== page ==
For the US and Pakistan though, the honeymoon ended on a sour note when Washington slapped Islamabad with sanctions for covert nuclear ambitions in the 1990s. This abrupt brake on friendly relations obviously impacted the next stage of the evolution of militancy that Pakistan endures to this day.

Fearsome and hardened militant groups sprung up, like the Sipah-e-Sahaba Pakistan, Jaish-e-Mohammad and Lashkar-e-Taiba, that were more inclined towards the Sunni Deobandi and Ahl-e-Hadith (AeH) interpretation of Islam, the South Asian version of the Salafist-Wahhabist trend in the Arab world.

This turn of events afflicted the state and society at large, causing sectarian rifts with regional implications, especially since a pro-Shi’ite Iran borders Pakistan. And, with the insurgency in Occupied Kashmi being waged simultaneously, the developing anti-India sentiment tied well into political as well as policy streams. In Afghanistan, the Taliban captured vast areas and stifled the Northern Alliance, giving rise to the much-trumpeted ‘strategic depth’ theory.

Post-9/11 events brought a new level of complexity to this militant landscape. Al Qaeda entered the equation with its infrastructure of transnational terror and ideology. With Islamabad cosying up to Washington and winning over George W. Bush’s administration, the tables reversed.

The US-led fight for Afghanistan turned Pakistan into the frontline state against terrorism and the American dollars rolled in — only this time to smoke out the Taliban and curtail militant hideouts inside Pakistan’s lawless tribal areas.

A new battle ensued inside Pakistan between the security forces and these same old militants, rebranded as the Punjabi Taliban, with affiliations to the fearsome Tehreek-e-Taliban Pakistan (TTP). Battle-hardened Kashmiri militants — such as Ilyas Kashmiri — ascended to unprecedented heights within Al Qaeda and formed his separate brand — Brigade 313 — cobbling together a deadly militant alliance.

The Taliban-Al Qaeda nexus fought the US ‘invaders’ inside Afghanistan, denting Washington’s ambitions to cobble together a Northern Alliance-dominated administration in Kabul. Inside Pakistan, the TTP and Punjabi Taliban orchestrated deadly attacks against security forces as well as civilians.

No doubt, the last decade has been the deadliest of all destroying countless lives in settled and remote dwellings alike. Despite the human and financial costs that this unfortunate country has had to bear, Washington accused General Pervez Musharraf of double-dealing and aiding the enemy, which the US wanted silenced. Consequently, the pressure mounted on Islamabad to rein in jihadi networks inside Pakistan, the very factor that caused the many spikes and dips in bilateral relations.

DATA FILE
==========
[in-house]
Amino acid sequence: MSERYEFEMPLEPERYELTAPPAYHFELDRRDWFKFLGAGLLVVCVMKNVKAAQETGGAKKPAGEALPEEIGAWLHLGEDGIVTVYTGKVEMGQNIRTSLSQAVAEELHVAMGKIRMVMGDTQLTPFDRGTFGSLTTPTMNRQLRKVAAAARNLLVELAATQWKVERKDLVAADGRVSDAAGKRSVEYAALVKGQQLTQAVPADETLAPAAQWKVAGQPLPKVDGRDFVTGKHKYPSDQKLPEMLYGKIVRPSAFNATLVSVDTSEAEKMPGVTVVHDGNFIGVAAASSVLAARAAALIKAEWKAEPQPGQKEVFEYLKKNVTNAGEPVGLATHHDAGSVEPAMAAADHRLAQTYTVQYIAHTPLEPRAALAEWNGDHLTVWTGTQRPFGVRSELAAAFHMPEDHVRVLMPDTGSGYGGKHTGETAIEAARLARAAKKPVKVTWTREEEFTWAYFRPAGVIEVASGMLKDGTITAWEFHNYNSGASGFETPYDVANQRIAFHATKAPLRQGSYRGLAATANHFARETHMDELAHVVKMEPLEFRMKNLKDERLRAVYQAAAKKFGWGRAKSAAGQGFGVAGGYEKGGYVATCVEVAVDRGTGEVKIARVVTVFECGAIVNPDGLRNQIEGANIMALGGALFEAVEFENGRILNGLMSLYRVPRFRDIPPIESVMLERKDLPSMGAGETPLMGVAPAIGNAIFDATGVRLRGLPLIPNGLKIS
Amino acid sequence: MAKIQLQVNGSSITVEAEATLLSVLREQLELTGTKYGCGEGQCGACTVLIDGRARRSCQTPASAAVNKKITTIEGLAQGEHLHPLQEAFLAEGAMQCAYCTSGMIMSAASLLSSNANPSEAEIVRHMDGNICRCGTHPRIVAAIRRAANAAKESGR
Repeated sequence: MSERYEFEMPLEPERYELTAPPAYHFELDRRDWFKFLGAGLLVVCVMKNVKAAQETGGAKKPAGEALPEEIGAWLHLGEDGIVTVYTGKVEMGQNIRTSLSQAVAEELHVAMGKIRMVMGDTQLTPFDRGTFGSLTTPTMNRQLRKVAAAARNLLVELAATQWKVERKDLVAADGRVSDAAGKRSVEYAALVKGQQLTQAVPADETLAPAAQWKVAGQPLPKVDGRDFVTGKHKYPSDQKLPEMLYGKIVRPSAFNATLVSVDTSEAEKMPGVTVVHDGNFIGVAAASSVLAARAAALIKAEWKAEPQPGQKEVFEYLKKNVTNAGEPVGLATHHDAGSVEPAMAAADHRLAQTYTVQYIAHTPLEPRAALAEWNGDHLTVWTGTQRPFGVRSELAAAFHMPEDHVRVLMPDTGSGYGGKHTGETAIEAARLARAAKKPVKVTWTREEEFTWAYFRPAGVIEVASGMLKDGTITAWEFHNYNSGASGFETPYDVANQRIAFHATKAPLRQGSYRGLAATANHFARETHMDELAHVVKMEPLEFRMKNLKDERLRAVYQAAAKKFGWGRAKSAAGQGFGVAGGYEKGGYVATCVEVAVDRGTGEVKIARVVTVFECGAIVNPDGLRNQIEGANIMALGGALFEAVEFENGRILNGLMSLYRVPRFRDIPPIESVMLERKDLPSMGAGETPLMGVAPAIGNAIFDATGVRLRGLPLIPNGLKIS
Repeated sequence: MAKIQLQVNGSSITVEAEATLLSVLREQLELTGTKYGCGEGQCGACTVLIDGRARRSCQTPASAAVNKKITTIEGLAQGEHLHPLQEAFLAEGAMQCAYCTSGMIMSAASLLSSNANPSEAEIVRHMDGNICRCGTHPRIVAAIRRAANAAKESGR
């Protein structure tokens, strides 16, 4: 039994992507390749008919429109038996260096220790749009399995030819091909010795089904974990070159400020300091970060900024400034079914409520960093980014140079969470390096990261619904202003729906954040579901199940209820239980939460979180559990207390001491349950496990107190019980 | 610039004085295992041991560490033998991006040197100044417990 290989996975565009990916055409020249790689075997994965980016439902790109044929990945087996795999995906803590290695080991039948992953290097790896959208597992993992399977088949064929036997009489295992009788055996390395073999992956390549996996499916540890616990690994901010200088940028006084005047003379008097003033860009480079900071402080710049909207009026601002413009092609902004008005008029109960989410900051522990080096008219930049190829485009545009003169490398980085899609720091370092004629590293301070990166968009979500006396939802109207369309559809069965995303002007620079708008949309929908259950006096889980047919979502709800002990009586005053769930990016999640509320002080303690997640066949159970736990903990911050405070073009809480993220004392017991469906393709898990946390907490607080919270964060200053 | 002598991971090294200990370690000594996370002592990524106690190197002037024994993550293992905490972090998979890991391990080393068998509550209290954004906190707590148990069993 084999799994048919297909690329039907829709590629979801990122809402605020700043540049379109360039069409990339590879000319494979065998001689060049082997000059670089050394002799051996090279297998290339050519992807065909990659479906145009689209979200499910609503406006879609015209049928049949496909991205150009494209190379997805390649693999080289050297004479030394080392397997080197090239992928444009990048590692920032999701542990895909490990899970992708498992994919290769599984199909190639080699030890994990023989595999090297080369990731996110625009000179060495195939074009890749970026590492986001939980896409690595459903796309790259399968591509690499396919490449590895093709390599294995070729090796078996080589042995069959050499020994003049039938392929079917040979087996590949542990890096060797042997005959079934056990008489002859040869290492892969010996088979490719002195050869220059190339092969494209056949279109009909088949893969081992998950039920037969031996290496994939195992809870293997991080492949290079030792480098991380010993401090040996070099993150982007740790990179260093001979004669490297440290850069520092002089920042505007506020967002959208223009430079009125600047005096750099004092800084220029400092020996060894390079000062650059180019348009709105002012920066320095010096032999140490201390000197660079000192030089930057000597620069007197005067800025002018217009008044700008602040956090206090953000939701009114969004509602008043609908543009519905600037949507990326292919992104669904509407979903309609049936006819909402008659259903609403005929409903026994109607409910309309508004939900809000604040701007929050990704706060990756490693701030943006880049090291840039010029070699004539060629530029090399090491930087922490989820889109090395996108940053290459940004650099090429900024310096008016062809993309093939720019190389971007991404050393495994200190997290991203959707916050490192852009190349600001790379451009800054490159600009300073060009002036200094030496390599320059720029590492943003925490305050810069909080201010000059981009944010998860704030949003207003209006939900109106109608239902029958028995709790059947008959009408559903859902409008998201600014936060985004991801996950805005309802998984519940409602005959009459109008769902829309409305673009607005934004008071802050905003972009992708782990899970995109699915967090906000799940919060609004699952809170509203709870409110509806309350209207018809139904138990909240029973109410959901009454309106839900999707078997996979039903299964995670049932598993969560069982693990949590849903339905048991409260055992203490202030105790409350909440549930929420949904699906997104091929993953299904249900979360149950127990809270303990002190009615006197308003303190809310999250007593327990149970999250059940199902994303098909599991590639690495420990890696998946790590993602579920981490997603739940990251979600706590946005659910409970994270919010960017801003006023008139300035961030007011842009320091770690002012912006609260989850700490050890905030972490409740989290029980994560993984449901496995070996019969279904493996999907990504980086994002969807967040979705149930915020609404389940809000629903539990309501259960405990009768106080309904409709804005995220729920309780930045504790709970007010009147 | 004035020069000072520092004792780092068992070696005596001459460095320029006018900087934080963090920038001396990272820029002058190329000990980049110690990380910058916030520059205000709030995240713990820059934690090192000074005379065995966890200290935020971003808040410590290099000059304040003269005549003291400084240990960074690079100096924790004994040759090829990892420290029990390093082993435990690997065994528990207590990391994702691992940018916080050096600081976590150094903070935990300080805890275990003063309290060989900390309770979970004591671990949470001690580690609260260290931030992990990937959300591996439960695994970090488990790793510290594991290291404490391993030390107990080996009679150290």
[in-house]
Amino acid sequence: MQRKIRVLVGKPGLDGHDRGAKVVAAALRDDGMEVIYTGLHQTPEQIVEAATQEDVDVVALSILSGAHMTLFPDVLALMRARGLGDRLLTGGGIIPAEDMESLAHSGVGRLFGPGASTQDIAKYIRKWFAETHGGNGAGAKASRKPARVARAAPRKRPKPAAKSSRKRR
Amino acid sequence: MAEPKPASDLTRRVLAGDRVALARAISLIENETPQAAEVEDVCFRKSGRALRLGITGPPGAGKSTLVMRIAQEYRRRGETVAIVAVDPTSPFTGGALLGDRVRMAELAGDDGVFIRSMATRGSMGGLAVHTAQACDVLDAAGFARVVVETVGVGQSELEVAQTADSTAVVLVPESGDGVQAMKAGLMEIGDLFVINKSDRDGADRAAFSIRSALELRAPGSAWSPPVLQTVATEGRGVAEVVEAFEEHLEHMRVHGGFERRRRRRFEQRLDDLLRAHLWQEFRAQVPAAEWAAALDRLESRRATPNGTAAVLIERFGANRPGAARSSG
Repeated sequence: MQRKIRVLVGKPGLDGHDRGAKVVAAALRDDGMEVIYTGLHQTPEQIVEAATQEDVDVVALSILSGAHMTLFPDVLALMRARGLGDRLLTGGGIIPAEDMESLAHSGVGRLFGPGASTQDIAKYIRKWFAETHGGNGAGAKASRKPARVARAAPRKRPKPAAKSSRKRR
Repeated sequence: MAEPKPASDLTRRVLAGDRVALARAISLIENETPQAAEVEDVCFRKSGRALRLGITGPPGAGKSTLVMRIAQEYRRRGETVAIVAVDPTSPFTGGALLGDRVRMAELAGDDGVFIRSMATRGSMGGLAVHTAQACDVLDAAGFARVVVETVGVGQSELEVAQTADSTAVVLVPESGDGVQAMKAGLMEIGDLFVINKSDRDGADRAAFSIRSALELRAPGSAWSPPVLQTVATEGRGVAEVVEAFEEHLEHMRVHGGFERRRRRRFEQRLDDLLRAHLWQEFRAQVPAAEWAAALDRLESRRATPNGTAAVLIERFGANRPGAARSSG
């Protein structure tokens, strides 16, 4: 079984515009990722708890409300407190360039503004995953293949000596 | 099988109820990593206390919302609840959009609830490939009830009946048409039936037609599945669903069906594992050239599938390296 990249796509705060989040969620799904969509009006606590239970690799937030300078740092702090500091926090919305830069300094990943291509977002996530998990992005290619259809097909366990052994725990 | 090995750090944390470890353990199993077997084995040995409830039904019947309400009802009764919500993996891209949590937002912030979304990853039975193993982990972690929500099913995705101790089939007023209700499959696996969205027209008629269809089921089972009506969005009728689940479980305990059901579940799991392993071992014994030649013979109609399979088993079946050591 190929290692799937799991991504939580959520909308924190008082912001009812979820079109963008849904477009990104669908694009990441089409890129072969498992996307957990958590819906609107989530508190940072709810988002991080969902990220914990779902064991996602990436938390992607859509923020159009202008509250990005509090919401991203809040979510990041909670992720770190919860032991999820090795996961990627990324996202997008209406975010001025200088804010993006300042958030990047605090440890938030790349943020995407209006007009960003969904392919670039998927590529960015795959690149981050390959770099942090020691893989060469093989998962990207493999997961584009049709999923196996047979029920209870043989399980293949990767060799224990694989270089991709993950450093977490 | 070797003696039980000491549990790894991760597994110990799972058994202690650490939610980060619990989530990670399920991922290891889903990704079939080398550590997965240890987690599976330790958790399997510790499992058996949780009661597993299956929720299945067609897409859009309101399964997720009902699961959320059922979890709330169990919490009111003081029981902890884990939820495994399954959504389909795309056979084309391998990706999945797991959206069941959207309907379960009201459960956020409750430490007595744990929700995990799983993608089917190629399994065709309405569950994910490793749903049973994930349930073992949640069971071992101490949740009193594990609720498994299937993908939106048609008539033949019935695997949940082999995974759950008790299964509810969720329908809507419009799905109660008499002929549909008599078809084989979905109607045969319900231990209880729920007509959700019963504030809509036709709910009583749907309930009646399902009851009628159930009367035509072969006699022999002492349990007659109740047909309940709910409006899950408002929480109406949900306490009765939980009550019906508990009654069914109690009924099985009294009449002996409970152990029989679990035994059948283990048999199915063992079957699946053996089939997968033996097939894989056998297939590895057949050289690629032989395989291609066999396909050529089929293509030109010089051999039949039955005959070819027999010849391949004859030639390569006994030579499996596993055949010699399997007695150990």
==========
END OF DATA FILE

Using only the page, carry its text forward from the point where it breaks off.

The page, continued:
Fast forward to end 2011, and the holy warriors are back again chanting down Babylon (read the US). And let us recount the actors fronting the DPC. These are JuD, JUI factions, JI, and the Ahle Sunnat wal Jamaat (formerly the Sipah-e-Sahaba). No surprises there. And who can forget to factor in the former top spymaster Hamid Gul brandishing his cheerful grin.

On the external front, relations with Washington could not be worse and sustained Taliban insurgency in Afghanistan has softened the American rhetoric into a talk-talk strategy — instead of a just-fight strategy. The spectre of the Mumbai attacks still haunts the recent thaw in relations with India.

It is obvious that with every twist and turn in the strategic game played out in Afghanistan, extremism and militancy have clutched far deeper into the law, politics and society of Pakistan and influenced its foreign policy choices. The political system, sidestepped in the wake of the great game, was further compromised and remains so even to this day and age.

“This is the cumulative effect of the policies we have pursued in the past vis-à-vis Afghanistan and India. There is now a cocktail of these militant groups with different associations that have a nexus among them,” says security analyst General Talat Masood. He laments that the military and the intelligence establishment is still not speaking clearly to convey a change of course in policy approaches.

“This confusion or complicity, whichever way you look at it, has made these non-state actors so powerful that it has become difficult to rein them in. This menace will only hurt us more if the military and the civilian set up doesn’t find ways to bring these militants into the political mainstream.”

Asked if the recent Defence of Pakistan rally can be construed as one such measure, the retired general responds thoughtfully, “Now the problem is that the militant networks are seen as voter constituencies by the PML-N, the PTI, and even the PPP. This makes it even more complicated because the politicians are out to get them on their bandwagon.


This article was originally published in the 2012 Annual issue of Newsline.